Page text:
Jungles, Oceans, and the Lookout: The Adventures and Misadventures of Maqroll by Álvaro Mutis

The Adventures and Misadventures of MaqrollThe Adventures and Misadventures of Maqroll by Álvaro Mutis

He travels with a shady Cypriot passport, takes odd jobs at sea and travels with almost nothing but the clothes on his back and a hardcover book or two. Money, friends, adventure all slip through his fingers. He’s known throughout the world, but his full name never gets mentioned. He’s just Maqroll or The Gaverio: the lookout.

Throughout this book the Gaverio gets involved in arm smuggling, gold mines, a brothel and sawmills, often barely escaping with his life. Yet the stories are never as action-driven as you’d think: Maqroll drifts along, like a boat travelling with the current, getting himself wrapped up with a weary resignation. He doesn’t impose himself on his surrounding, but before long, he’s impossible to miss.

Maqroll’s not a person who elicits an easy description. There are shades of Conrad’s Marlow, but unlike him, the Gaviero retains his wits even as his adventures descend into chaos. Don Quixote also comes to mind: like Maqroll, he roams the world for adventure. But unlike Cervantes’ book, this is neither a satire nor a cruel joke. It’s more melancholy (although I should note, it’s never sad. It’s often quite fun, actually). Maqroll stands alone, an attitude I think he’d agree with; he certainly seems to prefer his own company.

The one person who kept coming to mind is German director Werner Herzog, who seems to share similar opinions on humanity and the jungle. It’s not hard to imagine him reading some of Maqroll’s lines:

“Sometimes I think this land is so good it makes certain people angry… They shoot, they burn and they leave. They’re all the same. Things are quiet now. Who knows how long it’ll last.”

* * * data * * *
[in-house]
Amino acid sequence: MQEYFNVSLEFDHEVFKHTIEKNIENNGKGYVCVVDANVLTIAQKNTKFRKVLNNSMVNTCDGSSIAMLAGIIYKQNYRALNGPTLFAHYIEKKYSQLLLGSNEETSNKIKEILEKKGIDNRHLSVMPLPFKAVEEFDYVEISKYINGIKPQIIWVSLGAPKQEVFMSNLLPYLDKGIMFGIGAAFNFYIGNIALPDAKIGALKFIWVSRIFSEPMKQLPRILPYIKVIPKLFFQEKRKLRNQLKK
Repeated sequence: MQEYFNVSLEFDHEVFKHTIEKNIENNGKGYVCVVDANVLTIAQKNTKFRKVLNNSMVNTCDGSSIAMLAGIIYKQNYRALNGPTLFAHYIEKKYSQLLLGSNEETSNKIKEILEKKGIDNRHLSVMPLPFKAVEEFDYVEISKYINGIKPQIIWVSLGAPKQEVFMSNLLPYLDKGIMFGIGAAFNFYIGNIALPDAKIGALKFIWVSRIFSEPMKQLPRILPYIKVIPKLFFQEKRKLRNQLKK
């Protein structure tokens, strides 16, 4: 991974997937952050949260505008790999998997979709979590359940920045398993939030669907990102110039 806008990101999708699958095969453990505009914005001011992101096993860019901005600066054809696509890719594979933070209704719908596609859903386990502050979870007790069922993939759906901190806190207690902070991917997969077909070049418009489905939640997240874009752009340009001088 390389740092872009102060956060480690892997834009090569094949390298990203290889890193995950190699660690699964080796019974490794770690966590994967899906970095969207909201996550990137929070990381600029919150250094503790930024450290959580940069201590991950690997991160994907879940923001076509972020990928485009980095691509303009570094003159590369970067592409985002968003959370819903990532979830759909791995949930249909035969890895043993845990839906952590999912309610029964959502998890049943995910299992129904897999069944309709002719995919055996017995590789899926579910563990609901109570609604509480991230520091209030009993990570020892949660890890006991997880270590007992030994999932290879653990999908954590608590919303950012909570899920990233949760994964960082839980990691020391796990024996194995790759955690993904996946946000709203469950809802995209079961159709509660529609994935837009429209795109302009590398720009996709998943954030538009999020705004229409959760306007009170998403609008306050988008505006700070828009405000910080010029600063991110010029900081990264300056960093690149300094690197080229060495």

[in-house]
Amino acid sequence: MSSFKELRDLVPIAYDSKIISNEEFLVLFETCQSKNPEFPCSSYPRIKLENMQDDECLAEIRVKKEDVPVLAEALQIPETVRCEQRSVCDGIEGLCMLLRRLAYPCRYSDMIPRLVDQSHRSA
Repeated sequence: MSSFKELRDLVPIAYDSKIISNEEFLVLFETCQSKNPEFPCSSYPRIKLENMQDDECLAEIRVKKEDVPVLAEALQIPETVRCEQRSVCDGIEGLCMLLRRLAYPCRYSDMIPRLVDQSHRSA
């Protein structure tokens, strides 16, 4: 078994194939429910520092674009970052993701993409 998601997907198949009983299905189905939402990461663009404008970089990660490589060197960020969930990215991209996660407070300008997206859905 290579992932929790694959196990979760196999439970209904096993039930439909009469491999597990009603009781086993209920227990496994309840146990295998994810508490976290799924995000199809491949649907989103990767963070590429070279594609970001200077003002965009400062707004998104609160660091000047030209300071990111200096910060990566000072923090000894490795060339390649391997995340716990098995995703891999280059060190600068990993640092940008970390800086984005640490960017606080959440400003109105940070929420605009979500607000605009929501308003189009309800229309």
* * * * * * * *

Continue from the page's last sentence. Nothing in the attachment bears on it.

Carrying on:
But he’s not the only compelling character here. He’s often accompanied by Abdul Bashur, a merchant who dreams of finding the perfect tramp steamship, or Ilona, an Italian woman who comes up with the ideas. Their schemes often run just a shade to the illegal– they range from running a brothel where the women dress like stewardesses to making signal flags for smugglers – but they’re not bad people, just ones with a sliding sense of morality.

For me, the most striking section of the book comes with that brothel, an idea born of a desperate need for money and a sudden insight, but quickly spirals out of control and ends in disaster. But there are others: a visit to a drug kingpin in the jungle, multiple run-ins with guerrillas and military intelligence, even an attempt as babysitting. And even at 700 pages, I was left wanting more.

By book’s end, you feel like you know the Gaviero intimately. His loves, his losses, his taste in books (and booze, especially; he loves his drinks and especially to experiment for the perfect martini) and why he has such a melancholy outlook on people.

Before he turned to writing novels, Mutis was a poet. His prose retains shades of that: it has a flowing feel, which carries the reader along without them noticing they’re reading page-long paragraphs. Maqroll likes to speak in images and fragments, making book occasionally spiky and illusionary with flashes of insight: lines painted on the wall, conversations where people are really speaking about something else, etc. Kudos to Edith Grossman’s translation, which never lags or feels like it’s trying to compensate for something missing. Given the varying ways Mutis narrates his action – sometimes in the first person, other times as a diary or epistolary – this was no easy task.

Rating: 8/10. Mutis died a little less than a year ago, leaving behind a long legacy as a poet and novelist. I’m not as familiar with the poetry (it looks a little hard to come by in english), but this weighty volume is an ideal a way to honour the man’s work and a great read to boot.




%d bloggers like this: